Bernice Summerfield
Summer of Love

Starring: Lisa Bowerman
Big Finish Productions
RRP: 10.99
ISBN-13: 978 1 84435 128 2
ISBN-10: 1 84435 128 9
Available 03 November 2006

It is the best of times, it is the worst of times. It's the hottest summer on record and the last summer before the war. It's the one time Bernice Summerfield has a use for her otherwise useless boyfriend - but Jason Kane is away on the far side of the galaxy. The Braxiatel Collection has always been an odd place to live: a perfect replica of the Palace of Versailles, stuck on a smallish planetoid, hanging in a much-disputed area of space. The weather's all over the place, the neighbours are gathering armaments... and now everyone's shagging like rabbits. Everyone, that is, except Bernice...

Those of you who read the Bernice Summerfield books as well as listen to the audios will already be familiar with the characters of the pressure-suited gardener Hass and the scruffy scientist Doggles, both of whom were introduced by series co-producer Simon Guerrier in his short-story anthology Something Changed. In Summer of Love, which is penned by the same writer, the two characters make their audio debuts, portrayed by Paul Wolfe and Sam Stevens respectively. Both are good, though Stevens as Doggles sounds older than I expected him to. In Something Changed, Guerrier described Doggles as, "A young Cahlian". Maybe Cahlians sound older for their age than humans do.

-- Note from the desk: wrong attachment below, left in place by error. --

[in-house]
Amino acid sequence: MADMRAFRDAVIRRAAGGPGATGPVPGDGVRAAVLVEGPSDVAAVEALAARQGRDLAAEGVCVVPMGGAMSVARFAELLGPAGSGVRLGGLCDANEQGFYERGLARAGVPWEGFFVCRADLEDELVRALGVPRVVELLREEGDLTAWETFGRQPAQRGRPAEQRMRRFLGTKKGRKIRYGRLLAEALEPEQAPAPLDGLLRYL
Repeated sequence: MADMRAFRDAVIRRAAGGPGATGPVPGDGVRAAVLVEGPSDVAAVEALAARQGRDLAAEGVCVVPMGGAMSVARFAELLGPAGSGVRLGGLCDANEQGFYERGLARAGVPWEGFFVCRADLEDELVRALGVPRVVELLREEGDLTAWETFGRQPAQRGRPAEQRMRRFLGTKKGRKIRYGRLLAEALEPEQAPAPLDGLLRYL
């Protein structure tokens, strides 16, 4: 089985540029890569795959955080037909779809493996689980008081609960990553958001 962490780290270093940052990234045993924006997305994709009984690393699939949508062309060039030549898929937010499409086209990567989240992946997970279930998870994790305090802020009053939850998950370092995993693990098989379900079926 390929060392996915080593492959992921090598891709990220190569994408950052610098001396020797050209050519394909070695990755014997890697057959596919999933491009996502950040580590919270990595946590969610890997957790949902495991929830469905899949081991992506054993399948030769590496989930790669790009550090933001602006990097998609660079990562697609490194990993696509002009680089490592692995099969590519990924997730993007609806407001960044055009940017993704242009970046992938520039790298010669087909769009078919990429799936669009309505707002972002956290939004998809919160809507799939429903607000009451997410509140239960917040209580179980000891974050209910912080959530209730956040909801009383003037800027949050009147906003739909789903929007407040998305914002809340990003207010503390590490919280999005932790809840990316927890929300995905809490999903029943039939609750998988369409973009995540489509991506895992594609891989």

Those of you who have read the latest Bernice anthology, Collected Works, will know that the events in this audio drama take place in between stories in that collection. Though you don't need to have read the book in order to follow this production, the writer throws in various subtle references to put things in context for those in the know. For example, Peter is said to have been having "adventures" again (following the events of the short story Key) and Bev Tarrant (Louise Faulkner) continues her difficult negotiations with the Draconian and Mim civilisations.

Negotiations that are not made any easier by the fact that, for some reason, Bev is spending all of her time in the nuddie and the staff and students on the Collection seem to have gone sex mad! I doubt many children listen to these CDs, but just in case, please note that this story's frank discussions of a sexual nature make it decidedly adult material, though it is written and played with a Carry On... style sense of fun.

It's all rather amusing, like The Worst Thing in the World before it. I infer from the reference in the synopsis to a forthcoming war that this is a light-hearted calm before the storm to come at the end of the current season.

What's not to love?

Richard McGinlay